By Sr. Fidelis
When discussing chant theory, it is important to remember that the theory came later! These melodies were already in existence. In truth, many chant pieces are categorized by their final note, the Home Tone, but within the piece itself, depending on where the cadences lie, it can sound like a completely different mode! This is proof that we cannot put all the chants in a “theoretical box”; they all don’t “fit the mold.”
In my recent blog on Mode 3, I stated that the reciting tone was TI—an unstable pitch that wants to pull up to DO. The ancient theorists stated that the distance between the Home Tone and Reciting Tone was a perfect 5th for the Authentic Modes (1,3,5,7). This theory worked beautifully for the other Modes, but Mode 3 has the “challenge” of the TI.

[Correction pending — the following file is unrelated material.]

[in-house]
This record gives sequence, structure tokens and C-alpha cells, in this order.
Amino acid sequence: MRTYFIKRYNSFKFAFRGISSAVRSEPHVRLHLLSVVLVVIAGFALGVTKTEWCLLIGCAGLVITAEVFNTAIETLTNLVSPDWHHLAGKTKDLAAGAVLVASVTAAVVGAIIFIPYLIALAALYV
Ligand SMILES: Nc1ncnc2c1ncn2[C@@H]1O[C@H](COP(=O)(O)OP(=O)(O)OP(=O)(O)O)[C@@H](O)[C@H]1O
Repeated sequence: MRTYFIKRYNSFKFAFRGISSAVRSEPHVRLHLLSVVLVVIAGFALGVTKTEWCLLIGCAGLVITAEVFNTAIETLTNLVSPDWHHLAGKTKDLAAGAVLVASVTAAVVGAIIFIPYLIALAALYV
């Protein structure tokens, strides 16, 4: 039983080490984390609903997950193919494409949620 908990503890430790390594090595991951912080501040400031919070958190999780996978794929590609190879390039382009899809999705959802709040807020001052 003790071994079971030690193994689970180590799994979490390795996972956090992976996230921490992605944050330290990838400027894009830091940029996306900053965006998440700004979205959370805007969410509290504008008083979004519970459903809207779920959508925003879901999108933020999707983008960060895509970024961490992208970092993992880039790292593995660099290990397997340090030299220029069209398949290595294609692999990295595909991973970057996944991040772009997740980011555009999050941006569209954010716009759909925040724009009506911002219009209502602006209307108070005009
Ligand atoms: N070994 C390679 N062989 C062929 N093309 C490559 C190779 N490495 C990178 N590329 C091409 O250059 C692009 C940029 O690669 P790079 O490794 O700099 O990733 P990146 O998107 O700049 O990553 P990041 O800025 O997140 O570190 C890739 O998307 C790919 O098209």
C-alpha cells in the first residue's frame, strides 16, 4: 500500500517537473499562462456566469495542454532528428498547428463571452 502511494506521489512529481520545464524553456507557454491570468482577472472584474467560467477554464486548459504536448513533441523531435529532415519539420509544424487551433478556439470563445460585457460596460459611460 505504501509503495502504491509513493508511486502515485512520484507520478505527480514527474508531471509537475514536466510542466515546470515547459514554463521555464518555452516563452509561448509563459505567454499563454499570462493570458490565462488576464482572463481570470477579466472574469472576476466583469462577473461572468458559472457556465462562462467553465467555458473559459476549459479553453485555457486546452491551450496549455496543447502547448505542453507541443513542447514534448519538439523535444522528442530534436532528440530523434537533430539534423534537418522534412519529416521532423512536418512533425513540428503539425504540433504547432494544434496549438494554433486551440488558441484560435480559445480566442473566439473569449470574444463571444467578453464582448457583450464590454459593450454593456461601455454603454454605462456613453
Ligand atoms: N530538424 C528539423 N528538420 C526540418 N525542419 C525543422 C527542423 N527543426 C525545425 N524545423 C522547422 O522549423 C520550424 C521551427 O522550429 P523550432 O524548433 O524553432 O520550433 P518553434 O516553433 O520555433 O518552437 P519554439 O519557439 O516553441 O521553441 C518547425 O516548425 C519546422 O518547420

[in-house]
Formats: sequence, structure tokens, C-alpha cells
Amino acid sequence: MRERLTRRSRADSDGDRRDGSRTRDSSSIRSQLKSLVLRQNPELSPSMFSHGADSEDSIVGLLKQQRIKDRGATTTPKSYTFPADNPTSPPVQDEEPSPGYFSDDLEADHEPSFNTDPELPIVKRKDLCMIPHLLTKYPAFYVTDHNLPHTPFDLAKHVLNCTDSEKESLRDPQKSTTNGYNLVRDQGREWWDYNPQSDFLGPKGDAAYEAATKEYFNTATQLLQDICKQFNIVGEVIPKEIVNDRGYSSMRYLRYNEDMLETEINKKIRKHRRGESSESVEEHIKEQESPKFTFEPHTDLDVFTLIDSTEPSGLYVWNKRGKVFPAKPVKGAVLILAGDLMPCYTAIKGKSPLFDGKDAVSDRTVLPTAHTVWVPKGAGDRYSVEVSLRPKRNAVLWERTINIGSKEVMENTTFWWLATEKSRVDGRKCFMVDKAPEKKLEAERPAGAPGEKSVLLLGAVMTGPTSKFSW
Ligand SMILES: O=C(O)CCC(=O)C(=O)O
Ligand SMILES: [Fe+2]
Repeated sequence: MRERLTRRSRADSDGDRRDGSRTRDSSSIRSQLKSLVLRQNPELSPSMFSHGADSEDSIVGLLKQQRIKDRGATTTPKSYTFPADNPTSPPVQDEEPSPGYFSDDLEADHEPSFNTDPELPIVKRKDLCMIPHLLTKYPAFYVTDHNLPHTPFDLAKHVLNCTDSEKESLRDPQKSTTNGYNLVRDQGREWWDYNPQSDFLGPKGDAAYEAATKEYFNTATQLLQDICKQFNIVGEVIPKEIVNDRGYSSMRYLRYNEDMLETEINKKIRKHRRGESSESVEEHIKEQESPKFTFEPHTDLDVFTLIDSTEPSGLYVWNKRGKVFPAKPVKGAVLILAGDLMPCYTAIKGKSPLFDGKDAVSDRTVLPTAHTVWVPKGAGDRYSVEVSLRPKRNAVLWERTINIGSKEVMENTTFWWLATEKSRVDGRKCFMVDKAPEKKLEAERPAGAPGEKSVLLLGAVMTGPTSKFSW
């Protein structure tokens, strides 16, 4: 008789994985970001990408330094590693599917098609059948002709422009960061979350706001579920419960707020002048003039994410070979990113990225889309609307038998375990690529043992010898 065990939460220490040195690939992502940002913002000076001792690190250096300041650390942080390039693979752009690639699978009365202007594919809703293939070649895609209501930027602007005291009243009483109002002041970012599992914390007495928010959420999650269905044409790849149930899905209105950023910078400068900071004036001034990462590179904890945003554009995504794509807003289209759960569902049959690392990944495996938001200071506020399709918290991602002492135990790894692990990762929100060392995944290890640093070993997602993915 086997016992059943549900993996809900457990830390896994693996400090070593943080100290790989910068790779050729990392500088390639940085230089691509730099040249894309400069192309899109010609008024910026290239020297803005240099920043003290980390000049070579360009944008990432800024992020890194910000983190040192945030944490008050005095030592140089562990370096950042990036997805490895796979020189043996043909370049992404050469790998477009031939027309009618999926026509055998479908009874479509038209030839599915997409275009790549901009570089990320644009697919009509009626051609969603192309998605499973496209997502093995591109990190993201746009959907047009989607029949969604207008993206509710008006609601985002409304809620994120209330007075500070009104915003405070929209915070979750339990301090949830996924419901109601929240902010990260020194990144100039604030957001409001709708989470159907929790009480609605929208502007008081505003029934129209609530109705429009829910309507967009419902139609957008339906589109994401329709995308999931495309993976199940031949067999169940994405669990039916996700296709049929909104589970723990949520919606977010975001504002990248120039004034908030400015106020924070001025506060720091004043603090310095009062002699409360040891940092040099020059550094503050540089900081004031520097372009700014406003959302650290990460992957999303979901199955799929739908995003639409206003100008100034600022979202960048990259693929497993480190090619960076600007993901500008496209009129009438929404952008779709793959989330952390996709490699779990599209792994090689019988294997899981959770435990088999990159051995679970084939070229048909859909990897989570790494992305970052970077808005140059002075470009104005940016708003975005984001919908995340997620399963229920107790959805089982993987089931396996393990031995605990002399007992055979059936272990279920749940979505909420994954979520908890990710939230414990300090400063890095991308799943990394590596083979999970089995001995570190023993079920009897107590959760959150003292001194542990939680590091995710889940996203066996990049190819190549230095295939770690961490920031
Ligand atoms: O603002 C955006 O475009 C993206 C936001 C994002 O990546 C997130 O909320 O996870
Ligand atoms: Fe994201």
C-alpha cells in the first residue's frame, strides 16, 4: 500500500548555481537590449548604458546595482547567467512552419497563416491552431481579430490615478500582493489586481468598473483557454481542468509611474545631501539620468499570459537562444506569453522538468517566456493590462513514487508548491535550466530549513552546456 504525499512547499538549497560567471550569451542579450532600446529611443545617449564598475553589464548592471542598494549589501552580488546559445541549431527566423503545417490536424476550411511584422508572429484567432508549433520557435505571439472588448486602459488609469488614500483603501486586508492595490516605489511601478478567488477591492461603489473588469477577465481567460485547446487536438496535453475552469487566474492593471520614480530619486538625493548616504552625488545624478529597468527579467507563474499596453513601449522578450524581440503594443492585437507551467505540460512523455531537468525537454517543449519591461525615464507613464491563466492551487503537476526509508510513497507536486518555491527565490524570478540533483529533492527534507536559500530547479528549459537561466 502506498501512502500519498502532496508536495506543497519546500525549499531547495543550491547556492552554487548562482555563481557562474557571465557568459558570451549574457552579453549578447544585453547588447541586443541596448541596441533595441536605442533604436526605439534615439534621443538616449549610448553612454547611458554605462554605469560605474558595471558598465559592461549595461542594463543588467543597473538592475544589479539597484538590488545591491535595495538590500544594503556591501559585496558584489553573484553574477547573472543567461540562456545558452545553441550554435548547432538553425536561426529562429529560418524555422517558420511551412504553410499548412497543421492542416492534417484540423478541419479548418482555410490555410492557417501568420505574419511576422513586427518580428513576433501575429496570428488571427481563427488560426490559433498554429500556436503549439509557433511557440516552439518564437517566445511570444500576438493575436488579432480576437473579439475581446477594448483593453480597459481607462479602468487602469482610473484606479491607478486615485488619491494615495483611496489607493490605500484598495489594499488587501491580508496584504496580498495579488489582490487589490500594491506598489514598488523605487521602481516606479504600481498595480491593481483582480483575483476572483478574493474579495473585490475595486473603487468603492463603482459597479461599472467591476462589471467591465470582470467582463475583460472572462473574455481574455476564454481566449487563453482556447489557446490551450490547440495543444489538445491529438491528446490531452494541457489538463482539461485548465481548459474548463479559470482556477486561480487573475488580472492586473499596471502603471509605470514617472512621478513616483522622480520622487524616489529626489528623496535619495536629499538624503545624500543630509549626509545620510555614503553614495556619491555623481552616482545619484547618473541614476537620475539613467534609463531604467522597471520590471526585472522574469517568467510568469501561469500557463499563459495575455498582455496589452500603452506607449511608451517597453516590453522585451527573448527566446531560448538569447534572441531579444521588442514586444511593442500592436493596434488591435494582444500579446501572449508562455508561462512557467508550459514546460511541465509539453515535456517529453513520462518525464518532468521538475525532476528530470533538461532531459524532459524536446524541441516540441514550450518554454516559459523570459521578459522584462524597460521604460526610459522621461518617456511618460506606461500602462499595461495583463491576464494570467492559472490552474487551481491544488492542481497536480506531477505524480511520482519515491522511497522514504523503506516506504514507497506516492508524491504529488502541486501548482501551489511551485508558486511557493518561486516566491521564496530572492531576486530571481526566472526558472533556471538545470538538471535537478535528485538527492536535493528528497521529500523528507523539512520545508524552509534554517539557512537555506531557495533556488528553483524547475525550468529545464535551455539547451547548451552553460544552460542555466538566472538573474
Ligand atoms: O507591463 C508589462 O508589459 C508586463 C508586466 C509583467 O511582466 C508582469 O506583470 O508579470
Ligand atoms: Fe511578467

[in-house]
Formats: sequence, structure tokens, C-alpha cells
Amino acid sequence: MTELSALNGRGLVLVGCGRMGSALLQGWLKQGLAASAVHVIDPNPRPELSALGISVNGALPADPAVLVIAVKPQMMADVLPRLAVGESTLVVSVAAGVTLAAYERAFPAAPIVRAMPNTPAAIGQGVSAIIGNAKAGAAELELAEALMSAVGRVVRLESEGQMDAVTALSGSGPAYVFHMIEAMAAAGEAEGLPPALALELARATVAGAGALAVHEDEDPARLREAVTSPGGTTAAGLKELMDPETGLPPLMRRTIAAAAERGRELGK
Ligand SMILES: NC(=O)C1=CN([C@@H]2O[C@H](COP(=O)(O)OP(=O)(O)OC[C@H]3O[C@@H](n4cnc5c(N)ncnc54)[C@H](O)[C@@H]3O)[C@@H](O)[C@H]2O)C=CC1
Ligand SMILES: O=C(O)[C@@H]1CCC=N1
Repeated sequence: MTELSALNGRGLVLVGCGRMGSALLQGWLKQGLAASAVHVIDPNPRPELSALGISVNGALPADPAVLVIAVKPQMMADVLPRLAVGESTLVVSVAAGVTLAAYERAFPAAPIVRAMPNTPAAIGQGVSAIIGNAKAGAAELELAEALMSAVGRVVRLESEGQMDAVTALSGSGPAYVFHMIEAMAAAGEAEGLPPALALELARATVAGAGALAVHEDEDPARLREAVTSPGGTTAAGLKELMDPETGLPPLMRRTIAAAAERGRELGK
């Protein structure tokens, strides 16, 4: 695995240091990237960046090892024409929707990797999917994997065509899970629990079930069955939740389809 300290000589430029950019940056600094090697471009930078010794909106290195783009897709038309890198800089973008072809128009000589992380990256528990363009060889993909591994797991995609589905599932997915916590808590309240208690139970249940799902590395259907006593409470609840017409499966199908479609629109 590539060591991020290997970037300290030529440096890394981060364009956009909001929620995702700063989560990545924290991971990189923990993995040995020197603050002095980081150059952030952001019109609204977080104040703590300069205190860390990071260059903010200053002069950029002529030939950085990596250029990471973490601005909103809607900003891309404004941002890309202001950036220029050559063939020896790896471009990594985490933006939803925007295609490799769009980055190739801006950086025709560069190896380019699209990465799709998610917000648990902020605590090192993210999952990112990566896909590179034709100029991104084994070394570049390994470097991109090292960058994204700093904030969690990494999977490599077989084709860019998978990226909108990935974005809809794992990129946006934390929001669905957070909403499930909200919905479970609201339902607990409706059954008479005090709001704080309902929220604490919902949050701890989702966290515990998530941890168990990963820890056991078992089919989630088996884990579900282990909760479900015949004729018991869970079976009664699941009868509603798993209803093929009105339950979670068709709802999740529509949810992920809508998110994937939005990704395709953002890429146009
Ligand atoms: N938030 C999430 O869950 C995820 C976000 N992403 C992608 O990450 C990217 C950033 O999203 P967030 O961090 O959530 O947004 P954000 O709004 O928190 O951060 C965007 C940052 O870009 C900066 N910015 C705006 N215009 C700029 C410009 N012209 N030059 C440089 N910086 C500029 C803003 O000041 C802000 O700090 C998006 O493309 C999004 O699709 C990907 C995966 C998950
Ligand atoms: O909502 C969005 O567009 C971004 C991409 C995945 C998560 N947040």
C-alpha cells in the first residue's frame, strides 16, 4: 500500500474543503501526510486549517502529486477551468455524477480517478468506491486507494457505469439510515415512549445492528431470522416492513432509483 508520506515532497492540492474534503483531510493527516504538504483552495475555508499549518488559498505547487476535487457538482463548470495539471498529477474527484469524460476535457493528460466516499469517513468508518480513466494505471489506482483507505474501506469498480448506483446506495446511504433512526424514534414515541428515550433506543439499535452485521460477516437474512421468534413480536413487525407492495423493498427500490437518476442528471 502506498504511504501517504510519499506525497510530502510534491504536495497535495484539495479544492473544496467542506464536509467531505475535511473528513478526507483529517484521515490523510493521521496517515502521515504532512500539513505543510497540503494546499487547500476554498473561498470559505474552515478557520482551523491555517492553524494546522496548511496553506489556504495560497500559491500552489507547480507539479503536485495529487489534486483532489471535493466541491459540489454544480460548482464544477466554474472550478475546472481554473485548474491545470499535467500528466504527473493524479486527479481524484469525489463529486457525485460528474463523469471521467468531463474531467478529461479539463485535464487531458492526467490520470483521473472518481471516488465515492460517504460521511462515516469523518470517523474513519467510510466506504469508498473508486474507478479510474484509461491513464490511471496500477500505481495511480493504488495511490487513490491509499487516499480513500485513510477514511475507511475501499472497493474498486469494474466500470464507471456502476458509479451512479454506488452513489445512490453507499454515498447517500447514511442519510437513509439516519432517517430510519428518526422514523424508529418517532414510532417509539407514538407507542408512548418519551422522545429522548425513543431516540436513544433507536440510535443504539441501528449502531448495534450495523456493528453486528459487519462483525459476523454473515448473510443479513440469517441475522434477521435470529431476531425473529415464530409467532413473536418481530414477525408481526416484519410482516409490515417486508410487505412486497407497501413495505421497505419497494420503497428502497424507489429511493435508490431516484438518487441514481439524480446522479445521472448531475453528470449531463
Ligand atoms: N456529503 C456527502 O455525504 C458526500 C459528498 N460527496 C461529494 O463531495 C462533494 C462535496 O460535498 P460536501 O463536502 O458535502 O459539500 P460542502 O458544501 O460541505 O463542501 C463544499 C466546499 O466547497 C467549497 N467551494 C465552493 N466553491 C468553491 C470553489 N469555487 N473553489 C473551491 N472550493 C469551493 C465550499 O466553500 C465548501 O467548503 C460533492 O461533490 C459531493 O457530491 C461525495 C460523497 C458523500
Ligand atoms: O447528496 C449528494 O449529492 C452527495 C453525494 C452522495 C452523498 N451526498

Many older Antiphonales (Chant books that contain the Divine Office Antiphons and Psalms) show Mode 3 as reciting on DO, not TI. However, the Solesmes Antiphonale of 1934, lists both the Tonus in tenore antiquo —the ancient tone reciting on TI, and the Tonus recentior or recent tone, and it is on DO. In the most recent editions of the Antiphonale (2005j), the recitation on TI has remained.
Here is an excerpt from Dom Mocquereau’s Le Nombre Musical Gregorien” about Mode 3:
The dominant of the third mode was regular in ancient times; it was formerly si (TI), as we can still see in the psalmody of the Introits at Monte Cassino and at Benevento in Italy. But the mobility of this note, its proximity also to DO, gradually attracted to this latter note the dominant – or at least the reciting tone in psalmody. But the si (TI) remained in the body of the melody both as a reciting tone or as a passing tone, without being affected by the change which had taken place in the psalmodic recitation tone.
Below is a simple Mode 3 antiphon, followed by psalmody, with the reciting tone on TI. It is taken from the Office of Compline. Listen for this relation!